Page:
Writing speeches for prime ministers, the courage required of civil servants, and coming out at 91… lunch with Barbara Hosking

Written by Suzannah Brecknell on 14 February 2018 in Feature
Feature

The former press secretary to Harold Wilson and Ted Heath, breaks bread with Suzannah Brecknell

Photos by Sean Pines

Who? Born in Cornwall in 1926, Barbara Hosking moved to London in 1946 to pursue a career in journalism. After quickly learning the ropes, Barbara worked for three years at an African copper mine before beginning her ascent into politics and executive posts in the Labour Party. While applying to become a prospective parliamentary candidate for Stroud, however, she realised that politics was not for her, and joined the civil service as a press officer in the Ministry for Technology (Min Tech).

Within 10 years she was working at No 10, serving as a press officer to both Harold Wilson and Edward Heath, and then moving on to become a private secretary to senior Conservative MP Geoffrey Johnson Smith and senior press officer in the environment department.

After leaving the civil service, Barbara joined the Independent Broadcasting Authority, where she was involved in the birth and early years of British breakfast television, and later became deputy chair of Westcountry Television, an ITV company.

The venue

Mon Plaisir, a welcoming, family run restaurant serving classic French food with a surprisingly good-value lunch menu.

The menu

Starter: Vegetable soup and potted duck

Main: Coley with ratatouille and lamb casserole

Dessert: a shared platter

We drank: Prosecco (on the house), house red and house white, espresso

We discussed

Working in No 10

Once the door closed and you were inside, it was a family and you were absolutely trusted. There was a certain pragmatism about things – if they felt you could do the job, you did. I was very lucky to be with Robert [Armstrong, then the PPS to the prime minister] and indeed with Robin Butler as private secretary. I was surrounded by educated men who all got firsts and I hadn’t been to university but they treated me as if I was as educated and as intelligent as they were, and I responded enormously to that opportunity and trust.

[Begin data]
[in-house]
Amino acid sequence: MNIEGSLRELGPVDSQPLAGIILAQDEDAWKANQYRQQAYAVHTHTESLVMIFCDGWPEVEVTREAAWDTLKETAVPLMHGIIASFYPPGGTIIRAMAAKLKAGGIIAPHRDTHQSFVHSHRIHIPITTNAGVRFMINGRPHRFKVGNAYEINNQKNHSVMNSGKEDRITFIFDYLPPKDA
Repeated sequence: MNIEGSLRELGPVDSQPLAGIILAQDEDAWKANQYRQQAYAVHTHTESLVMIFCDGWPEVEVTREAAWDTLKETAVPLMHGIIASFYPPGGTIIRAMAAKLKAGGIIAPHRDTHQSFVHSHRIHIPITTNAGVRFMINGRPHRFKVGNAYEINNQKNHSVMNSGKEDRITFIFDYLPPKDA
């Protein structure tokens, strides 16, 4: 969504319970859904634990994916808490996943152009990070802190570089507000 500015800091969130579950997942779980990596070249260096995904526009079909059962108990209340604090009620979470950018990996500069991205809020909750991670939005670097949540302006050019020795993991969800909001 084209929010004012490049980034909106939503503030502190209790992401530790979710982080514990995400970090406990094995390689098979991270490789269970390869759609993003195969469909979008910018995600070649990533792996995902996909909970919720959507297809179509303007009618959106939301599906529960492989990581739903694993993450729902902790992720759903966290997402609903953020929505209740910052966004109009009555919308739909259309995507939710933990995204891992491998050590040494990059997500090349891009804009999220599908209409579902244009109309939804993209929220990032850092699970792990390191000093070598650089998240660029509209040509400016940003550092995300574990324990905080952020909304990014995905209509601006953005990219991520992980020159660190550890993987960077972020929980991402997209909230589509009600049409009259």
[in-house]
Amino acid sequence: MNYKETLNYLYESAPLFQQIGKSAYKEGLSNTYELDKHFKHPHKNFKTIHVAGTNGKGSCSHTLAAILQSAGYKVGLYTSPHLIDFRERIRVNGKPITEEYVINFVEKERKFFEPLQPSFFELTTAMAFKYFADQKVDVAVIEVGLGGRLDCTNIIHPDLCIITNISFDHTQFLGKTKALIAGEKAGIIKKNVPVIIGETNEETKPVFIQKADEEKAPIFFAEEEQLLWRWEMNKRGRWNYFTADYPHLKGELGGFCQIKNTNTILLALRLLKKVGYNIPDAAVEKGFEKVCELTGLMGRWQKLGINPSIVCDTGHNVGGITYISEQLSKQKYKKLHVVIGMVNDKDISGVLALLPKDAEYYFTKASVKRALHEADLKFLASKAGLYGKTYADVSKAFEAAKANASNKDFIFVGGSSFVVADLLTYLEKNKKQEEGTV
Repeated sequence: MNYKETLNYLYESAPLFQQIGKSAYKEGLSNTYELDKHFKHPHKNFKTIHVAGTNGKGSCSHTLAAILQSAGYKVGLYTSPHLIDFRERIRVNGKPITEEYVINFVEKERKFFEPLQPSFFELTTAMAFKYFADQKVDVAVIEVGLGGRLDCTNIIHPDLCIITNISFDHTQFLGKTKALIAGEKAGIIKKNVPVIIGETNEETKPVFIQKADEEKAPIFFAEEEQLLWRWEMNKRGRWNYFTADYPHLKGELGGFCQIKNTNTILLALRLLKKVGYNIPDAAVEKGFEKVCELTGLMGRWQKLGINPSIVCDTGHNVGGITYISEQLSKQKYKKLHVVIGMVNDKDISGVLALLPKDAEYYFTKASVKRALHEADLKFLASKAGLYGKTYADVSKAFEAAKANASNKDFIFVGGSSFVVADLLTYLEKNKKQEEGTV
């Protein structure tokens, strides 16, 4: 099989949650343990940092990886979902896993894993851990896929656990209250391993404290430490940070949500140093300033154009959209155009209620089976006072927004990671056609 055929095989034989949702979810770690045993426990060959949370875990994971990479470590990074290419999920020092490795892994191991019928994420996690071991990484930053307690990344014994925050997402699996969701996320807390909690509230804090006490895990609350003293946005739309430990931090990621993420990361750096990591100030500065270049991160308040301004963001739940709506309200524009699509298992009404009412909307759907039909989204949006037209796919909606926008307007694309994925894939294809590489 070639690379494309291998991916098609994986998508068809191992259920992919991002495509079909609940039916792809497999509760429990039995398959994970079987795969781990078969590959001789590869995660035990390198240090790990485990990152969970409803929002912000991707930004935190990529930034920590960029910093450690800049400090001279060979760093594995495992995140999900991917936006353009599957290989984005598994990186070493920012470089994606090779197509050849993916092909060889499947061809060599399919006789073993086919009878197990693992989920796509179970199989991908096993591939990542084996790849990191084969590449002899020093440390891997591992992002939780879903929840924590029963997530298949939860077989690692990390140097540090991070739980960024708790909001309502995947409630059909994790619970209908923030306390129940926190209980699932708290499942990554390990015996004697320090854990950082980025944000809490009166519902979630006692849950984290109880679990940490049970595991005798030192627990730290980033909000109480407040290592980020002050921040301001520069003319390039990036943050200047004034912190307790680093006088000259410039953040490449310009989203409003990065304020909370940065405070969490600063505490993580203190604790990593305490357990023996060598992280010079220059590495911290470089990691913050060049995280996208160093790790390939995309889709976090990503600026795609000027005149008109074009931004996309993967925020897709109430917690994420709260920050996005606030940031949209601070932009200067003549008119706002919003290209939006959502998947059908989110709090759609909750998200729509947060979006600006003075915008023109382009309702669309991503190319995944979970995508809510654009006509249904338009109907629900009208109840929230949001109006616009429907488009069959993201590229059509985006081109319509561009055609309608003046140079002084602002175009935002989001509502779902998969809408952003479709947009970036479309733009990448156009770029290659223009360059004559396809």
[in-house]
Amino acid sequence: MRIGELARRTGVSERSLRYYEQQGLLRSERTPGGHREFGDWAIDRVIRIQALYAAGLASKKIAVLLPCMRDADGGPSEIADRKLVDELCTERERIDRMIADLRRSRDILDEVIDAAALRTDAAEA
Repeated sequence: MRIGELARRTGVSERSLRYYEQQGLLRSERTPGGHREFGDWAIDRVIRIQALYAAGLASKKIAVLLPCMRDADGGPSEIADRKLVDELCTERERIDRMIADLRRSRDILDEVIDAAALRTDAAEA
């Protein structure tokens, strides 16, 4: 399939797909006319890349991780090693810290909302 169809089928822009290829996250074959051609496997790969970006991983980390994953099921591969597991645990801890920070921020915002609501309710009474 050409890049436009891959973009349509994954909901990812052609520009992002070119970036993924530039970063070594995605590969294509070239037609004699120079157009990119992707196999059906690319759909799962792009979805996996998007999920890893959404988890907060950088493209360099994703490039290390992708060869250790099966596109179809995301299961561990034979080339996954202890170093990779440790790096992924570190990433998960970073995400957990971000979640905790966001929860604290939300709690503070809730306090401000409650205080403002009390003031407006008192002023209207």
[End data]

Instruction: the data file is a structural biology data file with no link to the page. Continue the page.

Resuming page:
The first time she was asked to write a speech for Ted Heath – on the Common Market

My first reaction was one of surprise, which was also the reaction of the other people in the press room because it was not usual – it was sort of above my pay grade. But I was thrilled to bits so I spoke to Robert to ask if I should do it and he said: “Look, you’re in favour of the Common Market, so do it.”

Of course the only thing I could do was to write the speech that I would make about going into the Common Market. I brought in the arts and Shakespeare and the community of arts in Europe – that we are all European, which I believe very strongly.

"When you’re a permanent secretary making decisions I think courage is a very important quality because your decisions may be unpopular"

Then I showed it to Douglas Hurd [then a civil servant, future foreign secretary], who looked at it and said “it seems okay to me”, so we went up to the great man and it was page three before he started to object. So I felt pretty relaxed by then, I thought “three pages and he’s all right with that”. So that went down well and the next time there was a general speech I was allowed to do that and I loved it. I felt very honoured and proud to be asked, and there was something magical about listening to the radio and hearing your words coming out, spoken by the great man.

When, as a former employee of the Labour Party, she stopped feeling a slight dislike of Tory PM Ted Heath 

When I began to understand his missions, and loves in life: art was the love of his life and his mission was going into Europe. I shared those loves, so how could you not like somebody who was in a position of power to do something about it.

I was lucky – luck plays an awful lot of part I think in careers, and hard work is the other thing – when I went to a party at Chequers, his first party he gave after becoming prime minister. I saw this array of the most important people from the arts in this country and indeed in Europe who were all there. I thought: I’ve never met a prime minister who could do this, and I don’t know how far back you would have to go for a PM who could summon up, and want to summon up, the most brilliant artists.